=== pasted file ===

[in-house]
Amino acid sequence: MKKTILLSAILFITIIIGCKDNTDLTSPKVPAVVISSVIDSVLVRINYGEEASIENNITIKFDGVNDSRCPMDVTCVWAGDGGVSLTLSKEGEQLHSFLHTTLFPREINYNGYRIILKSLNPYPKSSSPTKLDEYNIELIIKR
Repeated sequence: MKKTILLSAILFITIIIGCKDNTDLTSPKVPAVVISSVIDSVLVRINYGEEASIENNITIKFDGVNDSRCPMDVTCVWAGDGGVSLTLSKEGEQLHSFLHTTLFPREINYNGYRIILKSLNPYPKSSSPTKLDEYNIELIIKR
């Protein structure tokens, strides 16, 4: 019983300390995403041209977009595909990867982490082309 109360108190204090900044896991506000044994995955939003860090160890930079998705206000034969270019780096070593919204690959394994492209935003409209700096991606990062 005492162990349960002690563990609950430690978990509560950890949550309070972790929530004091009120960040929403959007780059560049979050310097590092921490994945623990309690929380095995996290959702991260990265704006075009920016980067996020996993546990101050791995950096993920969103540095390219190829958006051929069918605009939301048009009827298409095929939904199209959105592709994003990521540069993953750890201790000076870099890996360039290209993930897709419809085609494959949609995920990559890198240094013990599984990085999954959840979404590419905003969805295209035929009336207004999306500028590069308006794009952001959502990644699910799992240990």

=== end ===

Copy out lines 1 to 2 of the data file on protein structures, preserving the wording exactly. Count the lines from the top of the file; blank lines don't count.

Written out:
[in-house]
Amino acid sequence: MKKTILLSAILFITIIIGCKDNTDLTSPKVPAVVISSVIDSVLVRINYGEEASIENNITIKFDGVNDSRCPMDVTCVWAGDGGVSLTLSKEGEQLHSFLHTTLFPREINYNGYRIILKSLNPYPKSSSPTKLDEYNIELIIKR